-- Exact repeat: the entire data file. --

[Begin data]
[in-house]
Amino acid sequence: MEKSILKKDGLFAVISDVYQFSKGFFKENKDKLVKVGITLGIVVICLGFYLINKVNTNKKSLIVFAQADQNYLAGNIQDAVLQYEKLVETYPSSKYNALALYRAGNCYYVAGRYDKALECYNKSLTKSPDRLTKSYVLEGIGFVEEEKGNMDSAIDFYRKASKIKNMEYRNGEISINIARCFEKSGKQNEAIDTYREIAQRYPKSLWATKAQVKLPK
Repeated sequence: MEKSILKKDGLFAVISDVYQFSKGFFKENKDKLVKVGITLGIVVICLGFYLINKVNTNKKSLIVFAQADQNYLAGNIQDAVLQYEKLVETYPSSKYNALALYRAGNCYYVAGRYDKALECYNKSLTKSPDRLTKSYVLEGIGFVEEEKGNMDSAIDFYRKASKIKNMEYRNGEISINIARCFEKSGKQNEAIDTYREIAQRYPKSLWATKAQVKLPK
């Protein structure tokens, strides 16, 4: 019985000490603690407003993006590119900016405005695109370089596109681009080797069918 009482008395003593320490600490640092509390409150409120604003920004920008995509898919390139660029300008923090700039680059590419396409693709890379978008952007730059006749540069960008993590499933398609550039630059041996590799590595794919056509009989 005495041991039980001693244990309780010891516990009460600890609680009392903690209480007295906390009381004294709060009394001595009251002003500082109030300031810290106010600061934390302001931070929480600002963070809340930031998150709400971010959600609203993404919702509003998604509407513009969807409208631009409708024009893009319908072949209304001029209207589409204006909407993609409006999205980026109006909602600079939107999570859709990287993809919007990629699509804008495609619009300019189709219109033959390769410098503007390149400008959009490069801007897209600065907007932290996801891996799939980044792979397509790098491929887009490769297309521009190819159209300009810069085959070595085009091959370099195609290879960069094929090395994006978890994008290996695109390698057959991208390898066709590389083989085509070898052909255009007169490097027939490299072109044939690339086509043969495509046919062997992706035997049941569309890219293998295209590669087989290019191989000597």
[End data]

[in-house]
Amino acid sequence: MEKSILKKDGLFAVISDVYQFSKGFFKENKDKLVKVGITLGIVVICLGFYLINKVNTNKKSLIVFAQADQNYLAGNIQDAVLQYEKLVETYPSSKYNALALYRAGNCYYVAGRYDKALECYNKSLTKSPDRLTKSYVLEGIGFVEEEKGNMDSAIDFYRKASKIKNMEYRNGEISINIARCFEKSGKQNEAIDTYREIAQRYPKSLWATKAQVKLPK
Repeated sequence: MEKSILKKDGLFAVISDVYQFSKGFFKENKDKLVKVGITLGIVVICLGFYLINKVNTNKKSLIVFAQADQNYLAGNIQDAVLQYEKLVETYPSSKYNALALYRAGNCYYVAGRYDKALECYNKSLTKSPDRLTKSYVLEGIGFVEEEKGNMDSAIDFYRKASKIKNMEYRNGEISINIARCFEKSGKQNEAIDTYREIAQRYPKSLWATKAQVKLPK
């Protein structure tokens, strides 16, 4: 019985000490603690407003993006590119900016405005695109370089596109681009080797069918 009482008395003593320490600490640092509390409150409120604003920004920008995509898919390139660029300008923090700039680059590419396409693709890379978008952007730059006749540069960008993590499933398609550039630059041996590799590595794919056509009989 005495041991039980001693244990309780010891516990009460600890609680009392903690209480007295906390009381004294709060009394001595009251002003500082109030300031810290106010600061934390302001931070929480600002963070809340930031998150709400971010959600609203993404919702509003998604509407513009969807409208631009409708024009893009319908072949209304001029209207589409204006909407993609409006999205980026109006909602600079939107999570859709990287993809919007990629699509804008495609619009300019189709219109033959390769410098503007390149400008959009490069801007897209600065907007932290996801891996799939980044792979397509790098491929887009490769297309521009190819159209300009810069085959070595085009091959370099195609290879960069094929090395994006978890994008290996695109390698057959991208390898066709590389083989085509070898052909255009007169490097027939490299072109044939690339086509043969495509046919062997992706035997049941569309890219293998295209590669087989290019191989000597």